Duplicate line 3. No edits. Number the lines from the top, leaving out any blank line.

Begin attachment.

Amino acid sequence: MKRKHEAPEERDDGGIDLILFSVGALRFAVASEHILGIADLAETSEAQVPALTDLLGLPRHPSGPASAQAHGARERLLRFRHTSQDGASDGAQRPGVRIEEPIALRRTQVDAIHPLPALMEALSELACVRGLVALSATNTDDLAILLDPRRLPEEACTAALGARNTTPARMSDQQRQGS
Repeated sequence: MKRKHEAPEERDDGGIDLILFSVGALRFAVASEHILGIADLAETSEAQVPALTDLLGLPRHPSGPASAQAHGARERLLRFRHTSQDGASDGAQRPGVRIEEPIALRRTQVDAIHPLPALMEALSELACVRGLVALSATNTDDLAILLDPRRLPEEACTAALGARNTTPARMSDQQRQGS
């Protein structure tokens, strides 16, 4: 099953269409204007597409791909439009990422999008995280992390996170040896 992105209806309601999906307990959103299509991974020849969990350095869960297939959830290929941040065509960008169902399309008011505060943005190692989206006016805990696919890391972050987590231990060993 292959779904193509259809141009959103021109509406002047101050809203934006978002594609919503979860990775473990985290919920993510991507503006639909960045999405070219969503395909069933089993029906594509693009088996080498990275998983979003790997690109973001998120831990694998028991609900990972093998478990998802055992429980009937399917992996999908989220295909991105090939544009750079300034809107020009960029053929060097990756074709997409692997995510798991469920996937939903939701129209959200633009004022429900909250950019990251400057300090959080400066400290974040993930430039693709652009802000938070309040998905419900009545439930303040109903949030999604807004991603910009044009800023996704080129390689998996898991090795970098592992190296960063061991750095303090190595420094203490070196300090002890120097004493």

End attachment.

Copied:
């Protein structure tokens, strides 16, 4: 099953269409204007597409791909439009990422999008995280992390996170040896 992105209806309601999906307990959103299509991974020849969990350095869960297939959830290929941040065509960008169902399309008011505060943005190692989206006016805990696919890391972050987590231990060993 292959779904193509259809141009959103021109509406002047101050809203934006978002594609919503979860990775473990985290919920993510991507503006639909960045999405070219969503395909069933089993029906594509693009088996080498990275998983979003790997690109973001998120831990694998028991609900990972093998478990998802055992429980009937399917992996999908989220295909991105090939544009750079300034809107020009960029053929060097990756074709997409692997995510798991469920996937939903939701129209959200633009004022429900909250950019990251400057300090959080400066400290974040993930430039693709652009802000938070309040998905419900009545439930303040109903949030999604807004991603910009044009800023996704080129390689998996898991090795970098592992190296960063061991750095303090190595420094203490070196300090002890120097004493």